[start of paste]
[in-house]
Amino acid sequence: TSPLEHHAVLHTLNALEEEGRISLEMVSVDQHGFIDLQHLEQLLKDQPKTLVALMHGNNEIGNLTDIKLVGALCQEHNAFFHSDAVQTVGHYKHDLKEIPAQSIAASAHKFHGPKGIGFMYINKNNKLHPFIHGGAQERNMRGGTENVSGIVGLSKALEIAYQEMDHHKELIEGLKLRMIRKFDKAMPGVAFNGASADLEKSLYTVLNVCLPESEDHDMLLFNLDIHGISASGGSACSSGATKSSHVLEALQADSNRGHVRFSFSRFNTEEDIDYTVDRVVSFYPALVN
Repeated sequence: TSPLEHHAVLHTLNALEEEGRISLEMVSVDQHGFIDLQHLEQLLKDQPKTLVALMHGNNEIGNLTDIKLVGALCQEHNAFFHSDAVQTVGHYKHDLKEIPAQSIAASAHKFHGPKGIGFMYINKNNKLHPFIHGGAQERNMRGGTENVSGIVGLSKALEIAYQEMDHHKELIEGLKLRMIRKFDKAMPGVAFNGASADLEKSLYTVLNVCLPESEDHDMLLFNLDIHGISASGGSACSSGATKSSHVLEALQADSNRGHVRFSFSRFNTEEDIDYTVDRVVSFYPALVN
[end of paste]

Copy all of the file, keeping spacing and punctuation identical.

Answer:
[in-house]
Amino acid sequence: TSPLEHHAVLHTLNALEEEGRISLEMVSVDQHGFIDLQHLEQLLKDQPKTLVALMHGNNEIGNLTDIKLVGALCQEHNAFFHSDAVQTVGHYKHDLKEIPAQSIAASAHKFHGPKGIGFMYINKNNKLHPFIHGGAQERNMRGGTENVSGIVGLSKALEIAYQEMDHHKELIEGLKLRMIRKFDKAMPGVAFNGASADLEKSLYTVLNVCLPESEDHDMLLFNLDIHGISASGGSACSSGATKSSHVLEALQADSNRGHVRFSFSRFNTEEDIDYTVDRVVSFYPALVN
Repeated sequence: TSPLEHHAVLHTLNALEEEGRISLEMVSVDQHGFIDLQHLEQLLKDQPKTLVALMHGNNEIGNLTDIKLVGALCQEHNAFFHSDAVQTVGHYKHDLKEIPAQSIAASAHKFHGPKGIGFMYINKNNKLHPFIHGGAQERNMRGGTENVSGIVGLSKALEIAYQEMDHHKELIEGLKLRMIRKFDKAMPGVAFNGASADLEKSLYTVLNVCLPESEDHDMLLFNLDIHGISASGGSACSSGATKSSHVLEALQADSNRGHVRFSFSRFNTEEDIDYTVDRVVSFYPALVN